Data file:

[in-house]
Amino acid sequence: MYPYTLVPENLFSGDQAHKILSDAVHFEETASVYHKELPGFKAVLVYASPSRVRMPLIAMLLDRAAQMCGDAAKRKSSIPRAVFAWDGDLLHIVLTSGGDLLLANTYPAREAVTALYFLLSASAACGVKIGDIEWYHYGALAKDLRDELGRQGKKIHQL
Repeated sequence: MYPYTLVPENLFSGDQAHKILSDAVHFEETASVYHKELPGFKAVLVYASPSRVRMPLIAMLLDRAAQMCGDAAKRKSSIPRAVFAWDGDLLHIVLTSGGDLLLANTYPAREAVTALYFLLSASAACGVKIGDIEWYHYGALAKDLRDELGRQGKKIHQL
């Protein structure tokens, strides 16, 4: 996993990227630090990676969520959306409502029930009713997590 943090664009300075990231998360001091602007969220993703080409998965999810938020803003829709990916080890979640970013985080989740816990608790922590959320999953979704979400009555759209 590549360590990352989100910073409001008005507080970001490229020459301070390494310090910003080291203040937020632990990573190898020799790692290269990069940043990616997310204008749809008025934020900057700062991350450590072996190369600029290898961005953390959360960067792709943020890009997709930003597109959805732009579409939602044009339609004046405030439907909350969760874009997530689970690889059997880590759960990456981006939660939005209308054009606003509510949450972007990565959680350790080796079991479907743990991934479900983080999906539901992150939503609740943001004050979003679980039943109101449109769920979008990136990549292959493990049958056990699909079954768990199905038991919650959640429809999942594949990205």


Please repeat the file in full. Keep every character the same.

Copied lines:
[in-house]
Amino acid sequence: MYPYTLVPENLFSGDQAHKILSDAVHFEETASVYHKELPGFKAVLVYASPSRVRMPLIAMLLDRAAQMCGDAAKRKSSIPRAVFAWDGDLLHIVLTSGGDLLLANTYPAREAVTALYFLLSASAACGVKIGDIEWYHYGALAKDLRDELGRQGKKIHQL
Repeated sequence: MYPYTLVPENLFSGDQAHKILSDAVHFEETASVYHKELPGFKAVLVYASPSRVRMPLIAMLLDRAAQMCGDAAKRKSSIPRAVFAWDGDLLHIVLTSGGDLLLANTYPAREAVTALYFLLSASAACGVKIGDIEWYHYGALAKDLRDELGRQGKKIHQL
């Protein structure tokens, strides 16, 4: 996993990227630090990676969520959306409502029930009713997590 943090664009300075990231998360001091602007969220993703080409998965999810938020803003829709990916080890979640970013985080989740816990608790922590959320999953979704979400009555759209 590549360590990352989100910073409001008005507080970001490229020459301070390494310090910003080291203040937020632990990573190898020799790692290269990069940043990616997310204008749809008025934020900057700062991350450590072996190369600029290898961005953390959360960067792709943020890009997709930003597109959805732009579409939602044009339609004046405030439907909350969760874009997530689970690889059997880590759960990456981006939660939005209308054009606003509510949450972007990565959680350790080796079991479907743990991934479900983080999906539901992150939503609740943001004050979003679980039943109101449109769920979008990136990549292959493990049958056990699909079954768990199905038991919650959640429809999942594949990205």